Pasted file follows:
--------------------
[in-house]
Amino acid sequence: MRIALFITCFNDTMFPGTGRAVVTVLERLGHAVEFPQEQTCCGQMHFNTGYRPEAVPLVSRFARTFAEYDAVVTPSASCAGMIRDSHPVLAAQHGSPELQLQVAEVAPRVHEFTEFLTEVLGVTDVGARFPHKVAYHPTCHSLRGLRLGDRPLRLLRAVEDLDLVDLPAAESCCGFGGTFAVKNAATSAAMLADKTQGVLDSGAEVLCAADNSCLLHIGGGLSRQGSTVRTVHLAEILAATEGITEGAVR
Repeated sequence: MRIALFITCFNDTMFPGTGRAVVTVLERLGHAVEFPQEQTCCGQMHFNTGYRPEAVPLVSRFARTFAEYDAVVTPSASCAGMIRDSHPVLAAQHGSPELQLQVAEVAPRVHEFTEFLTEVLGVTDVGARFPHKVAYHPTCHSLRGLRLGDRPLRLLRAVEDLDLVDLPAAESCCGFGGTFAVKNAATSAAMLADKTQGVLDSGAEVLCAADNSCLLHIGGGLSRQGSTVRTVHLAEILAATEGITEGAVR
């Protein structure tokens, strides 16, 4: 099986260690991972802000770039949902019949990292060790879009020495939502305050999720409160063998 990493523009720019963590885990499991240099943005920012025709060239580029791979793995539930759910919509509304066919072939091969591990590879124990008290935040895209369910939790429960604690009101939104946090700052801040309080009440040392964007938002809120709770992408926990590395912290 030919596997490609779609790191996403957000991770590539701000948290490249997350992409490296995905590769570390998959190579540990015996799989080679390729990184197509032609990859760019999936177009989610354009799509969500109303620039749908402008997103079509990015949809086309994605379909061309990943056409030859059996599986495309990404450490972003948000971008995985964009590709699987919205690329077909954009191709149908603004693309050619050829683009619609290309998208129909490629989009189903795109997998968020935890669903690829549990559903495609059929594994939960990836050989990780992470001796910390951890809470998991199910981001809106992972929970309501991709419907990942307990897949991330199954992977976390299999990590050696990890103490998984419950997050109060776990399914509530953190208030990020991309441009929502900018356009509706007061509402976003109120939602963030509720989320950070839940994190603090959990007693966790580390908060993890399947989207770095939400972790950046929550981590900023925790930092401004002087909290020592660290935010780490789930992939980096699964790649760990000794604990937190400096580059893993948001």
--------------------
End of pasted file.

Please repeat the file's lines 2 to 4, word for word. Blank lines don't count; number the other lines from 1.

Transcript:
Amino acid sequence: MRIALFITCFNDTMFPGTGRAVVTVLERLGHAVEFPQEQTCCGQMHFNTGYRPEAVPLVSRFARTFAEYDAVVTPSASCAGMIRDSHPVLAAQHGSPELQLQVAEVAPRVHEFTEFLTEVLGVTDVGARFPHKVAYHPTCHSLRGLRLGDRPLRLLRAVEDLDLVDLPAAESCCGFGGTFAVKNAATSAAMLADKTQGVLDSGAEVLCAADNSCLLHIGGGLSRQGSTVRTVHLAEILAATEGITEGAVR
Repeated sequence: MRIALFITCFNDTMFPGTGRAVVTVLERLGHAVEFPQEQTCCGQMHFNTGYRPEAVPLVSRFARTFAEYDAVVTPSASCAGMIRDSHPVLAAQHGSPELQLQVAEVAPRVHEFTEFLTEVLGVTDVGARFPHKVAYHPTCHSLRGLRLGDRPLRLLRAVEDLDLVDLPAAESCCGFGGTFAVKNAATSAAMLADKTQGVLDSGAEVLCAADNSCLLHIGGGLSRQGSTVRTVHLAEILAATEGITEGAVR
């Protein structure tokens, strides 16, 4: 099986260690991972802000770039949902019949990292060790879009020495939502305050999720409160063998 990493523009720019963590885990499991240099943005920012025709060239580029791979793995539930759910919509509304066919072939091969591990590879124990008290935040895209369910939790429960604690009101939104946090700052801040309080009440040392964007938002809120709770992408926990590395912290 030919596997490609779609790191996403957000991770590539701000948290490249997350992409490296995905590769570390998959190579540990015996799989080679390729990184197509032609990859760019999936177009989610354009799509969500109303620039749908402008997103079509990015949809086309994605379909061309990943056409030859059996599986495309990404450490972003948000971008995985964009590709699987919205690329077909954009191709149908603004693309050619050829683009619609290309998208129909490629989009189903795109997998968020935890669903690829549990559903495609059929594994939960990836050989990780992470001796910390951890809470998991199910981001809106992972929970309501991709419907990942307990897949991330199954992977976390299999990590050696990890103490998984419950997050109060776990399914509530953190208030990020991309441009929502900018356009509706007061509402976003109120939602963030509720989320950070839940994190603090959990007693966790580390908060993890399947989207770095939400972790950046929550981590900023925790930092401004002087909290020592660290935010780490789930992939980096699964790649760990000794604990937190400096580059893993948001």